It may seem bizarre that an image can look one way on the playback on your camera, another way on the computer screen and yet a third way printed on paper, but all of those views are linked to something called pixels, which can affect resolution. Resolution relates to how an image looks printed; the higher the resolution, the more realistic and crisp the picture looks. On the other hand, lower resolution can cause blur and fuzz. Avoid low resolution pitfalls by increasing your image's resolution using Adobe Photoshop. With a few clicks in Photoshop CS4, you're able to tailor resolution, increasing it as required.
- Skill level:
- Moderately Easy
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Open Photoshop CS4, click the "File" menu and select "Open." Navigate to the image to increase resolution and double-click the file name. The picture opens in the Photoshop workspace.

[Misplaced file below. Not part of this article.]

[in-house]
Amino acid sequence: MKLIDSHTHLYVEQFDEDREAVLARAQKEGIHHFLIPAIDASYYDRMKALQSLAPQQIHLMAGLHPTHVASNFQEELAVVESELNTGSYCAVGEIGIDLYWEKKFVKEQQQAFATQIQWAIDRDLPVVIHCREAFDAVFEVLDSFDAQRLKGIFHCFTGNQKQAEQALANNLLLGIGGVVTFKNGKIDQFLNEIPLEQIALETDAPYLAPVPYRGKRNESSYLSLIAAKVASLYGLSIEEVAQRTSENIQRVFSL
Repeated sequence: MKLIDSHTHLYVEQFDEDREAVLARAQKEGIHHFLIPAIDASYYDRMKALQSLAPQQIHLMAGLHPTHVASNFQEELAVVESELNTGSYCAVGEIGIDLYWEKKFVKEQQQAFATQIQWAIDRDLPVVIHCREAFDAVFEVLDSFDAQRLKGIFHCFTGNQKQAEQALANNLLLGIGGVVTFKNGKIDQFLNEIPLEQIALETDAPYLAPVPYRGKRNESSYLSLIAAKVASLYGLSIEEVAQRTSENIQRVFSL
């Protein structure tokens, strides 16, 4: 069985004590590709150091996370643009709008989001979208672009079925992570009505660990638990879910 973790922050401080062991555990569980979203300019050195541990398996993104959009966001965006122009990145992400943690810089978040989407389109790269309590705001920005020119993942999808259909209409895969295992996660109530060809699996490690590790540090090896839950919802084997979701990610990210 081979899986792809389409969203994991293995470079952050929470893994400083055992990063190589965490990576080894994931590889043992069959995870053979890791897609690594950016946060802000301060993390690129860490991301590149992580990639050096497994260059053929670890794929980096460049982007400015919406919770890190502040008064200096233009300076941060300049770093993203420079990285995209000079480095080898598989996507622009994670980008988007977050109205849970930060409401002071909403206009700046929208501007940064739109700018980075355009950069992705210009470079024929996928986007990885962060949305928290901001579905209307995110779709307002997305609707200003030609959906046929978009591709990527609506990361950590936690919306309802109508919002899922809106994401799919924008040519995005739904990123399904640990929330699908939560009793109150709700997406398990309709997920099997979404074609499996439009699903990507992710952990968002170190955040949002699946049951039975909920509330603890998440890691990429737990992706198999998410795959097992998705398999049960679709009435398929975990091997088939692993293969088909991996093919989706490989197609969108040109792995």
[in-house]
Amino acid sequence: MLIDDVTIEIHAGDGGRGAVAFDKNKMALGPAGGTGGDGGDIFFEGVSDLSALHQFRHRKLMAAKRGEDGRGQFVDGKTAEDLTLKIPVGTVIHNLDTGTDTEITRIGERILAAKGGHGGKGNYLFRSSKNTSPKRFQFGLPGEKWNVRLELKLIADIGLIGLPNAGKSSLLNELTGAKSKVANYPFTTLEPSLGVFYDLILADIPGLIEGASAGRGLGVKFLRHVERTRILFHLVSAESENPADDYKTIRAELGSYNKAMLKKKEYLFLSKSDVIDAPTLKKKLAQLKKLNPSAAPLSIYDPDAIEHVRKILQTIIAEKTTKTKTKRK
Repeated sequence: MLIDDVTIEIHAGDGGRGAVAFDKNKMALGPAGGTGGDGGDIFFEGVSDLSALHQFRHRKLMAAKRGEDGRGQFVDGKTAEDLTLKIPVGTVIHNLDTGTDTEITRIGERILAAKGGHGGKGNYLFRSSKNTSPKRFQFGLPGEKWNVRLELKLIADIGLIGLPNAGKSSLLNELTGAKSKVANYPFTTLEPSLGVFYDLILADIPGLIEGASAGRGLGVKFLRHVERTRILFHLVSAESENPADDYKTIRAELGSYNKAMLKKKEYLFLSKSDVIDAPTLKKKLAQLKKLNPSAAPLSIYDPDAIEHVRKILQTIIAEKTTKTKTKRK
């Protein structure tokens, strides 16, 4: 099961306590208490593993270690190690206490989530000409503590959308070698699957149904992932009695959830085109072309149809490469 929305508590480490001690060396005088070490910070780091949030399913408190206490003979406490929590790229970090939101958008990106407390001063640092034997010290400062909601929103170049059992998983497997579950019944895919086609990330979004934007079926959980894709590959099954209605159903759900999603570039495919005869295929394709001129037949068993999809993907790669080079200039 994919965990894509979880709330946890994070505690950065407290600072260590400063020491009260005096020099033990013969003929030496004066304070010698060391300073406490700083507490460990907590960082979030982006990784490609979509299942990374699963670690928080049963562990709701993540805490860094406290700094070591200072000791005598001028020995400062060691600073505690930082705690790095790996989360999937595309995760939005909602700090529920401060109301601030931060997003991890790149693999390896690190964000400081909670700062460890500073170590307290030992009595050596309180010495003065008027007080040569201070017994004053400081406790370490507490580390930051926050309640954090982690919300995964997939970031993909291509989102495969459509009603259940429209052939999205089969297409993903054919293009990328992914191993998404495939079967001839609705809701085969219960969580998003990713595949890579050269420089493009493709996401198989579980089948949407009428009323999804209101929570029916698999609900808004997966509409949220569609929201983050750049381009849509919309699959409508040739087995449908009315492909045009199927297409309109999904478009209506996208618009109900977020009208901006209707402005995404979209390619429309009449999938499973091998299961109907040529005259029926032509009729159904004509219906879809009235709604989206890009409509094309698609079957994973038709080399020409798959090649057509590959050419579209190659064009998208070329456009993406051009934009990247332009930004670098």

Click the "Image" menu at the top of the screen. Select "Image Size" to open the "Image Size" window.
Type a new number into the "Resolution" box halfway down the window. Note that the numbers in the "Pixel Dimensions" boxes at the top of the screen change as the resolution changes. Click the "OK" button and the image in the workspace adjusts.
Tips and warnings
- Increasing the resolution on an image will also increase the image's size. Keep this in mind when preparing files for sending over e-mail or for printers, who may have restrictions or guidelines on both resolution and file sizes. The Adobe company, makers of Photoshop CS4 and other image software such as InDesign, recommends a resolution of 150 to 300 pixels per inch (ppi) for commercial printing, 72 to 150 ppi for desktop publishing at home and 96 (Windows) or 72 ppi (Mac) for web-based images.
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